Government encouraged by domestic success of Bangabandhu-1, efforts to find foreign buyers underway
Posts and Telecommunications Minister Mustafa Jabbar on Wednesday said the government had been encouraged enough by Bangabandhu-1, the country’s first satellite, to start mulling the launch of another soon.
Demand for satellite bandwidth from private Bangladeshi television (TV) channels has generated enough revenue to cover operational and office management costs, as well as salaries of employees. The country is now looking to find foreign buyers as well, he said.
Bangabandhu-1 began commercial operations in May 2019. The satellite is being managed by the Bangladesh Communication Satellite Company Limited (BCSCL).
BCSCL Chairman Dr Shahjahan Mahmood told Dhaka Tribune the company had been earning Tk10-11 crore each month from agreements to rent transponders of the satellite to local TV channels. The company has not needed any money from the government to maintain the satellite or operate the BCSCL office.
The satellite has failed to attract any foreign buyers so far as the international satellite bandwidth market is extremely competitive. However, efforts were underway to convince buyers in the Philippines, Nepal, and other nearby countries, he added.
“We are also speaking to private banks about using our satellite to operate their ATM booths. The banks seem positive and the contract would give our income a boost,” Dr Shahjahan Mahmood said.
Apart from providing services to local television channels, BCSCL also has a contract with Akash DTH and can set up 112 internet connections on 31 remote islands of Bangladesh, where there are no optical fibre cables, according to officials.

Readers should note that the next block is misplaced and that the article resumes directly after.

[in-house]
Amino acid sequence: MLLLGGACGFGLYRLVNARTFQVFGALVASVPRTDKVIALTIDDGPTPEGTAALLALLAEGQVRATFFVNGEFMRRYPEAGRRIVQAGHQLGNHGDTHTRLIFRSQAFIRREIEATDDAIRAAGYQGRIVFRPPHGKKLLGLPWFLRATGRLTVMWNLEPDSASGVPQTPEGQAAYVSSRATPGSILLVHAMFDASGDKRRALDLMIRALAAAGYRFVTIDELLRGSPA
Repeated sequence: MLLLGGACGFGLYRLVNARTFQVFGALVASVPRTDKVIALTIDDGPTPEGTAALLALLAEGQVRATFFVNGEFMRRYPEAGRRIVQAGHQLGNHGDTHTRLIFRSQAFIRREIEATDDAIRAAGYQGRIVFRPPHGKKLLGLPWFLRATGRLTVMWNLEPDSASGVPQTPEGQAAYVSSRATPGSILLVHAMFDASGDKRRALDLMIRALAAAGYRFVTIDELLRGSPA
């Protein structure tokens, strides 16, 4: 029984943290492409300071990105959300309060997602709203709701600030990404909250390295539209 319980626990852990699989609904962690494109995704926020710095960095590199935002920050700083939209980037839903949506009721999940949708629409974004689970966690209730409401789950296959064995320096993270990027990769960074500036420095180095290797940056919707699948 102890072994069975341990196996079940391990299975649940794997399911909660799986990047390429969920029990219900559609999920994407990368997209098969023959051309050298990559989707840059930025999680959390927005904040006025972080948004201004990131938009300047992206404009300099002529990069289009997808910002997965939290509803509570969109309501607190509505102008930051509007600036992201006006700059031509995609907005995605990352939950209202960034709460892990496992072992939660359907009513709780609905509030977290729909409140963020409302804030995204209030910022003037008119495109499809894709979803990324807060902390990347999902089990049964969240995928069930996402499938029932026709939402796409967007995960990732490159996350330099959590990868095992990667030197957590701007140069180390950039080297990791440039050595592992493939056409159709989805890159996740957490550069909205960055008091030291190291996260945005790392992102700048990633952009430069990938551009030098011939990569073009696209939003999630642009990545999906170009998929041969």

“We can use our satellite for telemedicine and tele-education on remote islands,” said the BCSCL chairman.
Regarding income from the satellite, Posts and Telecommunications Minister Mustafa Jabbar said: “If we can earn just a little bit more, I think we will be able to cover the cost of launching the satellite within its validity period.”
The minister also said the satellite was originally planned to be active for 15 years, but now the service period had been extended to 18 years.
Bangabandhu-1 was launched in orbit on May 12, 2018 and went into trial transmission on September 4 the same year. Its first broadcast was the South Asian Football Federation (SAFF) Championship on state-owned Bangladesh Television (BTV).
New satellite on the cards
Mustafa Jabbar said the government was already contemplating launching Bangabandhu-2, although it would not be a pure communications satellite.
“The next satellite will be a mixed satellite. The consultant firm has given us its report, and we are analyzing it before moving further,” he said.
Sources at the ministry said Bangabandhu-2 might be a monitoring satellite used for cartography and meteorology, as well as tracking environmental changes.
It would cost less to launch the next satellite as the ground station and other infrastructure had already been set up, they added.
Discussions with 6 countries on Bangabandhu-1
Located at the 119.1 east geostationary slot, Bangabandhu -1 will cover the SAARC countries, Indonesia, the Philippines, Myanmar, Tajikistan, Kyrgyzstan, Uzbekistan, Turkestan and a part of Kazakhstan.
The coverage is strongest in Indonesia, the Philippines, India, Sri Lanka, Nepal and Bhutan, for which these six countries have initially been chosen for business.
BCSCL has hired the international consultancy firm Thaicom for two years to run marketing and sale of the connectivity of Bangabandhu -1 in the six countries. The Thai firm is currently active in around 20 countries.
The satellite’s operations include “direct-to-home” service for TV channels, VSAT (very small aperture terminal), backhaul and network restoration, disaster preparedness and relief and a host of others.